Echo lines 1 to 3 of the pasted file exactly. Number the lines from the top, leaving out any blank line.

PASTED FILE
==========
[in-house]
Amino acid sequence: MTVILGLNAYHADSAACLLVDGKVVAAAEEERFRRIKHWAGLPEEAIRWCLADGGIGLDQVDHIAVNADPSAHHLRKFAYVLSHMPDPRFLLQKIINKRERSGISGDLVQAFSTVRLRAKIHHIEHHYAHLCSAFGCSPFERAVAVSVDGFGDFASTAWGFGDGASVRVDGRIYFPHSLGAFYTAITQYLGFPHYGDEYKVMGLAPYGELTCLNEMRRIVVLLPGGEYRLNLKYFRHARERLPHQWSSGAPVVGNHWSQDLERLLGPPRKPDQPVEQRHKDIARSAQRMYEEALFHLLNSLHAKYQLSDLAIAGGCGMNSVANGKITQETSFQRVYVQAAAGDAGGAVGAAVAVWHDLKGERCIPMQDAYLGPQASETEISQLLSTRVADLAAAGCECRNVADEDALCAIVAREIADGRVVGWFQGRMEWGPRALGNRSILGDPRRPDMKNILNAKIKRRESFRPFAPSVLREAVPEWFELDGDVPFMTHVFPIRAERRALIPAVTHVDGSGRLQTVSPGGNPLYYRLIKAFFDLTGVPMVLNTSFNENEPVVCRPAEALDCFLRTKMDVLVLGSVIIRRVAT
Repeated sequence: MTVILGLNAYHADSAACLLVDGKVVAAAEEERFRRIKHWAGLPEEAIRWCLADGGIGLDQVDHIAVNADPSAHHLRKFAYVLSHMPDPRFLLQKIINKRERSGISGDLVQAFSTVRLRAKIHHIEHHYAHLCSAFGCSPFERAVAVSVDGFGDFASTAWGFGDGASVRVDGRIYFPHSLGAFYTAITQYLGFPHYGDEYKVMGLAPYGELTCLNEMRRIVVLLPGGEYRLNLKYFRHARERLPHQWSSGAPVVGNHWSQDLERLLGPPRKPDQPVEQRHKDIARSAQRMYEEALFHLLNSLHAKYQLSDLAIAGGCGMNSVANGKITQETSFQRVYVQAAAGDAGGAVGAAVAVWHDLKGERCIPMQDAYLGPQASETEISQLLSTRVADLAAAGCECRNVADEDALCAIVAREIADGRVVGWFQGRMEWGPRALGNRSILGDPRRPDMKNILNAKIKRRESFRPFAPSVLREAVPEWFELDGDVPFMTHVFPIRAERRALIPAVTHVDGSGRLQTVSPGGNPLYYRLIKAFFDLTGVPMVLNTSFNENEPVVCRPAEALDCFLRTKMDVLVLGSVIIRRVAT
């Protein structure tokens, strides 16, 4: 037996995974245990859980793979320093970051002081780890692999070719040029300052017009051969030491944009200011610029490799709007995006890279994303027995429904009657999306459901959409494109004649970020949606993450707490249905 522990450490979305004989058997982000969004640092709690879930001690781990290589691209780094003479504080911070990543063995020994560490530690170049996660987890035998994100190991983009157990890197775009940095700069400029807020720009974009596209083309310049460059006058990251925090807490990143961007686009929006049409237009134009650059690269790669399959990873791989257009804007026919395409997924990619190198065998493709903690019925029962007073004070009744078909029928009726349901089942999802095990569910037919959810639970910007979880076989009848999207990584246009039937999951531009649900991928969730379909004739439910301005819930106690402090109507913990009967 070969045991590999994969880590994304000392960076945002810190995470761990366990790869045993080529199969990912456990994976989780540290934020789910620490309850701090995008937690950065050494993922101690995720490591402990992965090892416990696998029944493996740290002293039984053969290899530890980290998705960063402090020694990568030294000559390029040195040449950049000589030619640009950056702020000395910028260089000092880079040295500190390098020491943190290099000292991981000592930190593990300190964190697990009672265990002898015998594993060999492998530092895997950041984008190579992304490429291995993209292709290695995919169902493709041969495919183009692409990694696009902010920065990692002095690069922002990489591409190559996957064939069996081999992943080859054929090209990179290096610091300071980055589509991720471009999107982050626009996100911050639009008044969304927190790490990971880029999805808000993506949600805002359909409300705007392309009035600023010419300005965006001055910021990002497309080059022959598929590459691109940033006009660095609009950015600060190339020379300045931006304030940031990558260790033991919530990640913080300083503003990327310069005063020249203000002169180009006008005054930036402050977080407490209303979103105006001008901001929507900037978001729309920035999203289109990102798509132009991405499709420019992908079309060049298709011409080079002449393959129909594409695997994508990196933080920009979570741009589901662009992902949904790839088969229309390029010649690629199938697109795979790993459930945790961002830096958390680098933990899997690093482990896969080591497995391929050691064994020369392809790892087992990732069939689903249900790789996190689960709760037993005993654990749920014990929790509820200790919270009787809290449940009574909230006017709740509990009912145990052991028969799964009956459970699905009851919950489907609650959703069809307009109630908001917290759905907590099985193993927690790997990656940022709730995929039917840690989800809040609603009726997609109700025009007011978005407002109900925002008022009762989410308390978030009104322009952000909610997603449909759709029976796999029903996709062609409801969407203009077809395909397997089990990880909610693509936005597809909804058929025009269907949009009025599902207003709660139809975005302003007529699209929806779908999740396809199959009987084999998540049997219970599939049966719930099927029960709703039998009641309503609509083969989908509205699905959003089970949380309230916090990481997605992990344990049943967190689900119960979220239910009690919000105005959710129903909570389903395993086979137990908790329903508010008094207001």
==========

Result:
[in-house]
Amino acid sequence: MTVILGLNAYHADSAACLLVDGKVVAAAEEERFRRIKHWAGLPEEAIRWCLADGGIGLDQVDHIAVNADPSAHHLRKFAYVLSHMPDPRFLLQKIINKRERSGISGDLVQAFSTVRLRAKIHHIEHHYAHLCSAFGCSPFERAVAVSVDGFGDFASTAWGFGDGASVRVDGRIYFPHSLGAFYTAITQYLGFPHYGDEYKVMGLAPYGELTCLNEMRRIVVLLPGGEYRLNLKYFRHARERLPHQWSSGAPVVGNHWSQDLERLLGPPRKPDQPVEQRHKDIARSAQRMYEEALFHLLNSLHAKYQLSDLAIAGGCGMNSVANGKITQETSFQRVYVQAAAGDAGGAVGAAVAVWHDLKGERCIPMQDAYLGPQASETEISQLLSTRVADLAAAGCECRNVADEDALCAIVAREIADGRVVGWFQGRMEWGPRALGNRSILGDPRRPDMKNILNAKIKRRESFRPFAPSVLREAVPEWFELDGDVPFMTHVFPIRAERRALIPAVTHVDGSGRLQTVSPGGNPLYYRLIKAFFDLTGVPMVLNTSFNENEPVVCRPAEALDCFLRTKMDVLVLGSVIIRRVAT
Repeated sequence: MTVILGLNAYHADSAACLLVDGKVVAAAEEERFRRIKHWAGLPEEAIRWCLADGGIGLDQVDHIAVNADPSAHHLRKFAYVLSHMPDPRFLLQKIINKRERSGISGDLVQAFSTVRLRAKIHHIEHHYAHLCSAFGCSPFERAVAVSVDGFGDFASTAWGFGDGASVRVDGRIYFPHSLGAFYTAITQYLGFPHYGDEYKVMGLAPYGELTCLNEMRRIVVLLPGGEYRLNLKYFRHARERLPHQWSSGAPVVGNHWSQDLERLLGPPRKPDQPVEQRHKDIARSAQRMYEEALFHLLNSLHAKYQLSDLAIAGGCGMNSVANGKITQETSFQRVYVQAAAGDAGGAVGAAVAVWHDLKGERCIPMQDAYLGPQASETEISQLLSTRVADLAAAGCECRNVADEDALCAIVAREIADGRVVGWFQGRMEWGPRALGNRSILGDPRRPDMKNILNAKIKRRESFRPFAPSVLREAVPEWFELDGDVPFMTHVFPIRAERRALIPAVTHVDGSGRLQTVSPGGNPLYYRLIKAFFDLTGVPMVLNTSFNENEPVVCRPAEALDCFLRTKMDVLVLGSVIIRRVAT